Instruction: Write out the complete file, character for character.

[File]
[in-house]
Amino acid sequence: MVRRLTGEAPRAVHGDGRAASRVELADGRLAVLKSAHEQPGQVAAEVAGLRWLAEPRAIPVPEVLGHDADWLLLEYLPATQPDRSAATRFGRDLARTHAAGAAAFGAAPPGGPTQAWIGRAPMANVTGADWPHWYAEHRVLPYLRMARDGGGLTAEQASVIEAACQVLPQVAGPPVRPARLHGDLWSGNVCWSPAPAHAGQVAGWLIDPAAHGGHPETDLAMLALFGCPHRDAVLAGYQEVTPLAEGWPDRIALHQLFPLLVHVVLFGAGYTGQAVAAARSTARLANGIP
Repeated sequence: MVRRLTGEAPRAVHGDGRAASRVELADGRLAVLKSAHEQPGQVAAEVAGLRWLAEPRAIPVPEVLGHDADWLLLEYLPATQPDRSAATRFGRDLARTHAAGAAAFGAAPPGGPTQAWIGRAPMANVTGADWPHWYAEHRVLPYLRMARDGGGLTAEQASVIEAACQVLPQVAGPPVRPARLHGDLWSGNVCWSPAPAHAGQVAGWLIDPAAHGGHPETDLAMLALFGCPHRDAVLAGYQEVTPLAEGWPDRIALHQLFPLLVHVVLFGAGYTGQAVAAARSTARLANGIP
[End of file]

[in-house]
Amino acid sequence: MVRRLTGEAPRAVHGDGRAASRVELADGRLAVLKSAHEQPGQVAAEVAGLRWLAEPRAIPVPEVLGHDADWLLLEYLPATQPDRSAATRFGRDLARTHAAGAAAFGAAPPGGPTQAWIGRAPMANVTGADWPHWYAEHRVLPYLRMARDGGGLTAEQASVIEAACQVLPQVAGPPVRPARLHGDLWSGNVCWSPAPAHAGQVAGWLIDPAAHGGHPETDLAMLALFGCPHRDAVLAGYQEVTPLAEGWPDRIALHQLFPLLVHVVLFGAGYTGQAVAAARSTARLANGIP
Repeated sequence: MVRRLTGEAPRAVHGDGRAASRVELADGRLAVLKSAHEQPGQVAAEVAGLRWLAEPRAIPVPEVLGHDADWLLLEYLPATQPDRSAATRFGRDLARTHAAGAAAFGAAPPGGPTQAWIGRAPMANVTGADWPHWYAEHRVLPYLRMARDGGGLTAEQASVIEAACQVLPQVAGPPVRPARLHGDLWSGNVCWSPAPAHAGQVAGWLIDPAAHGGHPETDLAMLALFGCPHRDAVLAGYQEVTPLAEGWPDRIALHQLFPLLVHVVLFGAGYTGQAVAAARSTARLANGIP